GPS systems available locally
Published: Sunday | March 8, 2009
Winston Sill/Freelance Photographer
Executive director of Mona GeoInformatics Institute, Dr Parris Lyew-Ayee (left), and colleague Keisha Josephs (right) show off the features of the GPS system to (from second left) Robert Pickersgill, Professor E. Nigel Harris and Dr Elizabeth Ward, at the launch of Jamaica's first GPS navigation system. The event was held at the Senior Common Room, University of the West Indies, Mona campus, last Thursday.
Brian Bonitto, Editor - Overseas Publications
ARE YOU unsure of your destination but need to get there on time? Forget the cumbersome road maps or the need to ask directions: just plug in your coordinates and drive.
That's how easy it is, courtesy of the Global Positioning Satellite (GPS) navigation system.
The technology was introduced to Jamaica at a function held on the grounds of the Senior Common Room at the University of the West Indies (UWI), Mona campus, last Thursday.
Head of the project, Dr Parris Lyew-Ayee, was very upbeat about the practicality and purpose of the device.
"It's user-friendly and for anyone who can get lost," he said. "Housewives can use it ... expatriates and diplomats, tourists, taxi men and auto dealers ... "
Lyew-Ayee, who is the executive director of Mona GeoInformatics Institute, highlighted the safety aspects of the gadget as well.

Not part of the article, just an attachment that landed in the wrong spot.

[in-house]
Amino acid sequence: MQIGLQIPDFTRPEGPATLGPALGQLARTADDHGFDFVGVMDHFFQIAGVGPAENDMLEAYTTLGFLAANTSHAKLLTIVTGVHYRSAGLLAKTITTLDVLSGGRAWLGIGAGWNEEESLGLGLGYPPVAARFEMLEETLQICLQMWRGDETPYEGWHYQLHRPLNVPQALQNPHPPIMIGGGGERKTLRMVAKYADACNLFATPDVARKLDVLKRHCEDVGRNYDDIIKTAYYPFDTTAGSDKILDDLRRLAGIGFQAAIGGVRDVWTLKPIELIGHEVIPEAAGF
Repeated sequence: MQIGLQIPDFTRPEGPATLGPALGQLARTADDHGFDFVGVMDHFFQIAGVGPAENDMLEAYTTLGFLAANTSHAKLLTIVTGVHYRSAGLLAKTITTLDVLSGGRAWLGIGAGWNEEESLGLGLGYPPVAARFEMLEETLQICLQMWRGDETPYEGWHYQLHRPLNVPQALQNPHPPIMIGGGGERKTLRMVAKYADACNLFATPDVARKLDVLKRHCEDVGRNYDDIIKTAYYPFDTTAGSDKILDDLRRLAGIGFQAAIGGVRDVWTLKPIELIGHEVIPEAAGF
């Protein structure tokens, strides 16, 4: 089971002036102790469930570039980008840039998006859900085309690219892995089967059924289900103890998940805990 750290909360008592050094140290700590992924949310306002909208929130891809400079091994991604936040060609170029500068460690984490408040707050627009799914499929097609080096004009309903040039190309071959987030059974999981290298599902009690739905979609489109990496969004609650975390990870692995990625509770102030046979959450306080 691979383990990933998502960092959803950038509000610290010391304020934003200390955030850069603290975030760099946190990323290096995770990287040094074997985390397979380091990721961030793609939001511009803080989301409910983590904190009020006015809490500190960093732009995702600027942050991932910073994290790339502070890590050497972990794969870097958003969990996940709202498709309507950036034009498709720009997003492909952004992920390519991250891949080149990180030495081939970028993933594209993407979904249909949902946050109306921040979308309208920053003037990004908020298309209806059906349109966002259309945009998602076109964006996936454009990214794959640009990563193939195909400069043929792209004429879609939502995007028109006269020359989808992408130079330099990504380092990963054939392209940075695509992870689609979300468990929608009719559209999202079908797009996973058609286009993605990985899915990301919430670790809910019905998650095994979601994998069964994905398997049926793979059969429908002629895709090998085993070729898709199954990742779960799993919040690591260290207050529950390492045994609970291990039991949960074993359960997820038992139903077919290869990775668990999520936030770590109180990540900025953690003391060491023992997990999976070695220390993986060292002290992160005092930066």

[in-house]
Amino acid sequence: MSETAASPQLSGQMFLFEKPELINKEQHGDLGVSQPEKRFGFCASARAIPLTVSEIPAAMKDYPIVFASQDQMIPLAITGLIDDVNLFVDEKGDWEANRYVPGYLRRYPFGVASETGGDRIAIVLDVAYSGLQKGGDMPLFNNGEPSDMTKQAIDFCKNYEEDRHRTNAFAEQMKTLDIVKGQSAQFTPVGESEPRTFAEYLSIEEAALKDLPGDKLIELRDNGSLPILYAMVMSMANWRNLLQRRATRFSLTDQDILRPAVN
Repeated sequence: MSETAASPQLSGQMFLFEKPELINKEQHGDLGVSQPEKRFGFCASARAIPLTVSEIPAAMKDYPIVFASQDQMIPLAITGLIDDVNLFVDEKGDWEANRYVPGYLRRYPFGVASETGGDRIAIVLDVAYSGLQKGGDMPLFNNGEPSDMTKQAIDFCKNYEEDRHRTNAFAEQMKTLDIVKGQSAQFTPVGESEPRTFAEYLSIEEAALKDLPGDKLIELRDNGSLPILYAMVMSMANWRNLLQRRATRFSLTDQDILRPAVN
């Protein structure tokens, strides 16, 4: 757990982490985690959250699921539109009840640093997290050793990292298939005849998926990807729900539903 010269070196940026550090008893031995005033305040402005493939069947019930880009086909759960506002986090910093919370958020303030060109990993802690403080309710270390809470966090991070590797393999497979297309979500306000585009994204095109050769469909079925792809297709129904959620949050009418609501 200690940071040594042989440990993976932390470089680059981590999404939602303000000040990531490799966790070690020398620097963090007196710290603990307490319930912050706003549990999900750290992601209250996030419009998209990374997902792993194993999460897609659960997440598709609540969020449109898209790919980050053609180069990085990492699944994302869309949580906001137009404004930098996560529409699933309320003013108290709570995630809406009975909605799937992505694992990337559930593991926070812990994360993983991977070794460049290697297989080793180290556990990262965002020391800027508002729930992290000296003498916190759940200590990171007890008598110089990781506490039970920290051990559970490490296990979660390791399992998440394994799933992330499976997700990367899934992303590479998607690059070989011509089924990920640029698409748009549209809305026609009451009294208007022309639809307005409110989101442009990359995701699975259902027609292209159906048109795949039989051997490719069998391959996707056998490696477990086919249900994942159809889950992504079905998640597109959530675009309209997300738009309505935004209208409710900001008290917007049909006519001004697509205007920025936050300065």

"We have preprogrammed the system to avoid crime hot spots," he said. "Let's say you're in Kingston and want to reach Ocho Rios ... while going through Spanish Town would be the shortest route ... the system would give the Spanish Town bypass as the option."
GPS system was developed by the United States Department of Defense and was intended for military use. It, however, went worldwide in the 1980s. The technology enables GPS receivers to determine their current location, the time, and their velocity.
According to a UWI press release, the system features 10,000 Jamaican roadways and 69 categories, including police stations, attractions, banks, post offices, gas stations and restaurants.
"It also features cemeteries, churches and dental offices," he added.
The executive director said that the multimillion-dollar project took two and a half years.
"The project was funded from money we generated by doing work outside," he said. "We then reinvested it into the research and development of this project."
But will this technology take off locally?
"The possibilities are endless," the executive director said. "Business cards will have your GPS coordinates, so too party promotions will have coordinates ... there will also be opportunities for importers of the device."
How do you go about getting this thing?
"If you possess the device (GPS), all you need to get from us is the chip ... and this costs US$115," he said. "One cost, no set-up fee, no monthly fee."
Lyew-Ayee said that the device can give directions in various languages, which includes French, Chinese and Portuguese.
"The Jamaican accent is coming," he said.
Distributed by JAA
The Jamaica Automobile Association (JAA) is now distributing the devices on which the map of Jamaica will be loaded in a partnership arrangement. Fidelity Motors, distributors of Nissan, will provide the system as well as a tracking device free with any purchase of a vehicle before the end of this month.
If there are no major potholes for Lyew-Ayee's project, questions such as 'Are we there yet?' may be a thing of the past.